Links of the Day, 8/14/2008


North American publisher Digital Manga has launched a beta of an online rental site called eManga, in which subscribers pay a fee to “rent” a title and then have 72 hours to read it online. If it’s a success, it could mean a revolution in the distribution of manga, and maybe even conventional books – not to mention creating jobs for tech types.

To give you an idea of the global scope and reach of anime, a new study shows that it is on the air in more than 60 countries, meaning people might be able to find anime-related careers no matter where they move to!

Video Games

Old favorite Atari has returned to profitability in the first quarter based on the strength of its Dragonball Z and Alone in the Dark games.

The full kit version of Rock Band 2, the sequel to one of the Xbox 360’s biggest hits, has been delayed. Microsoft was supposed to get an early exclusive on the full version, but Xbox owners will now have to wait until other platforms get the game. Note to programmers: If you promise someone a limited-time exclusive, make sure you can deliver!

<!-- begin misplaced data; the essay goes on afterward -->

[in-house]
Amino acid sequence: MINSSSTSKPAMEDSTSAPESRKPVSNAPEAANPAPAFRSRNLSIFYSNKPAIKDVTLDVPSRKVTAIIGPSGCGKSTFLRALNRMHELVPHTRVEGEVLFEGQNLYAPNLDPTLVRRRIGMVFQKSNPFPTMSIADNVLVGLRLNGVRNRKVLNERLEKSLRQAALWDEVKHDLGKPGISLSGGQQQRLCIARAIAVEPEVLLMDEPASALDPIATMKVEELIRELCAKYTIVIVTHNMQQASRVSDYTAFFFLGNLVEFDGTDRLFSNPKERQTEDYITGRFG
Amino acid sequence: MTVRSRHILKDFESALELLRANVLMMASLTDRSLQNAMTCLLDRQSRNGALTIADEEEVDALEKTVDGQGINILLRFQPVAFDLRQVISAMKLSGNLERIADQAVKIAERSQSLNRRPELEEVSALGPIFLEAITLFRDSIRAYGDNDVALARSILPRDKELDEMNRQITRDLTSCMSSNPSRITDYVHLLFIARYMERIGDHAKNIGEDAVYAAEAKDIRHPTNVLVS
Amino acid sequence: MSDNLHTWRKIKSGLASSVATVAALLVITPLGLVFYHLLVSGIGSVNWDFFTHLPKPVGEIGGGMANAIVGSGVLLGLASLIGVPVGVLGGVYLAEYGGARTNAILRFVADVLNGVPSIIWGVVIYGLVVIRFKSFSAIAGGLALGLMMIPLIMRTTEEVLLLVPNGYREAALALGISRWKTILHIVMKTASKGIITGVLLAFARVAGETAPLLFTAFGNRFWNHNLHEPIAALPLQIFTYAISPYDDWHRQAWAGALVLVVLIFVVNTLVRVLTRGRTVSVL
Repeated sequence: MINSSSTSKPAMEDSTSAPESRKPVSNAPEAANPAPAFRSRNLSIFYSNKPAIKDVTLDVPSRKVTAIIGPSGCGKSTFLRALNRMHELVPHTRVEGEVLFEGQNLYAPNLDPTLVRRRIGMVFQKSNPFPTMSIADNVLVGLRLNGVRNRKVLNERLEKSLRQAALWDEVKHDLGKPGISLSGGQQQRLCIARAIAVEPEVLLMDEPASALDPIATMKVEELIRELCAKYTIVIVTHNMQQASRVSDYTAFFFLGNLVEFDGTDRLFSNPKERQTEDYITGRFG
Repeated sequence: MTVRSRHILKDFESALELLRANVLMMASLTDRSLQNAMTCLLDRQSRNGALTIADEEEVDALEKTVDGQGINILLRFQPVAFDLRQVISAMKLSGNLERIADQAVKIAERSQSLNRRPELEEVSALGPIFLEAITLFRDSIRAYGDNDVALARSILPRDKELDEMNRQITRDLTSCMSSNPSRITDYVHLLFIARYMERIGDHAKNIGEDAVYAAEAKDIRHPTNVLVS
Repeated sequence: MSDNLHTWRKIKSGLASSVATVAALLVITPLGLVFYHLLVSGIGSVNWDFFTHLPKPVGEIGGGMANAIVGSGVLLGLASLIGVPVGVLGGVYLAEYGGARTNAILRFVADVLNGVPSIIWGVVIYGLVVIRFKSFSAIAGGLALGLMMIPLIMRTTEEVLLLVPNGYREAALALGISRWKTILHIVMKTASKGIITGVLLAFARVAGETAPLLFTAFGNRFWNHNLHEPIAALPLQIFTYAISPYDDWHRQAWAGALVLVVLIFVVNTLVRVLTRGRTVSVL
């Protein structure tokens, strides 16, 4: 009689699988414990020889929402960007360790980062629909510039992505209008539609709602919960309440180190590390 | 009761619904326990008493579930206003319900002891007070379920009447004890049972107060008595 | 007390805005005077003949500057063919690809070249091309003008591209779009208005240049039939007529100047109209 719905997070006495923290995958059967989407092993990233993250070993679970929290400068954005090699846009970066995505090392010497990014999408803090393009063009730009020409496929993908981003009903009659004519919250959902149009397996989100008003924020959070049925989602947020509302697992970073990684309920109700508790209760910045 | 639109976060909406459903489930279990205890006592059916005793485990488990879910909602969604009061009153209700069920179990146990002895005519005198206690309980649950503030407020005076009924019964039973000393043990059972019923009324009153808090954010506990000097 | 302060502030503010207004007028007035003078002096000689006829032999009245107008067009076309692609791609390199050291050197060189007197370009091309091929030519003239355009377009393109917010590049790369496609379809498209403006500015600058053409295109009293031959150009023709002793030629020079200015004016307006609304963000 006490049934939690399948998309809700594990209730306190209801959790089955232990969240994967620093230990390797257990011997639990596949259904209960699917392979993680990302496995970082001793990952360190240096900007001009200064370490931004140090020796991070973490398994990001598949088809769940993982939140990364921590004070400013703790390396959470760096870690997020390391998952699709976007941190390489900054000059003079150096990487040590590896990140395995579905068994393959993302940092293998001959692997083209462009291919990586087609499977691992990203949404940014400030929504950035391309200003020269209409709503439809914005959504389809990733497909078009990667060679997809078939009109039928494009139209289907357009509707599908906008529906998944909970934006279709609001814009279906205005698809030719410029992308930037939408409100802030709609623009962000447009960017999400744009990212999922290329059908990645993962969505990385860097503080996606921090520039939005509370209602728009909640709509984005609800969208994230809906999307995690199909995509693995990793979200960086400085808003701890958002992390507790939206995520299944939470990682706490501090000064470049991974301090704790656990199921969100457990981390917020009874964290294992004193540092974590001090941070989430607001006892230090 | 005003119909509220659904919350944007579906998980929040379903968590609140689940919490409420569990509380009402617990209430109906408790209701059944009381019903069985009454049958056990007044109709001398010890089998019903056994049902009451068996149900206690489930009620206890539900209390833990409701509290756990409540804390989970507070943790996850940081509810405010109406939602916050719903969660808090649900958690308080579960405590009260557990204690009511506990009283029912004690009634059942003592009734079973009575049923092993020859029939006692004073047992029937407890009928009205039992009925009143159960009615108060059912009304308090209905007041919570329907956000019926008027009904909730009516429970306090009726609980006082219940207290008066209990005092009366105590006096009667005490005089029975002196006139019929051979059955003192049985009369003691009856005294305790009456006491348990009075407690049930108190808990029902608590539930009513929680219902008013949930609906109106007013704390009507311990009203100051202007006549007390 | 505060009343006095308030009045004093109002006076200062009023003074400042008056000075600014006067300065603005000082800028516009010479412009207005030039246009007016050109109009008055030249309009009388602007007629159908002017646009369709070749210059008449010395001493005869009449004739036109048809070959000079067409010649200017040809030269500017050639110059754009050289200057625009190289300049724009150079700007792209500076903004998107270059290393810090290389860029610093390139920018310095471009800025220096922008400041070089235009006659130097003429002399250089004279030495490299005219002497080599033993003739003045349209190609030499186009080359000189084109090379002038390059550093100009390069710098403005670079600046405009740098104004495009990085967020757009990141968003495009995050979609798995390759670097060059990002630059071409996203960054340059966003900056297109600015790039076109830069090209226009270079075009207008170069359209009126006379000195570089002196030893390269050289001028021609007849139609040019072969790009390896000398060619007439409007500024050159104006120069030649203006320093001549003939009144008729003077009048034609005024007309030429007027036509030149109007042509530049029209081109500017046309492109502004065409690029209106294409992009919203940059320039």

Bad news for Canadian-based Radical Entertainment: The Vancouver company is laying off 100 employees, just about half its staff. Radical was acquired some time ago by Vivendi, which merged with Activision recently.

FCC documents show that Sony is preparing a new PSP, although the only radical changes so far seem to be cosmetic. However, game developers should keep an ear to the ground for this one.


Computing is about to get faster than ever: USB 3.0 will deliver transfer speeds of up to five gigabytes per second, according to draft specification for a USB 3.0 eXtensible Host Controller Interface (XHCI) Intel has made available to chipset makers.

As if anyone had any doubts that digital music technology was a hot thing nowadays: Apple Inc. is now worth more than Google in net value.

NBC Universal will offer an online-only sci-fi series called Gemini Division on Monday. The series, featuring Rosario Dawson, will be available via NBC’s and Sci Fi Channel’s Web sites. Coming on the heels of NBC’s success with its Olympics streams, this may be the start of an age where YouTubers find their skills very, very wanted by very, very big companies.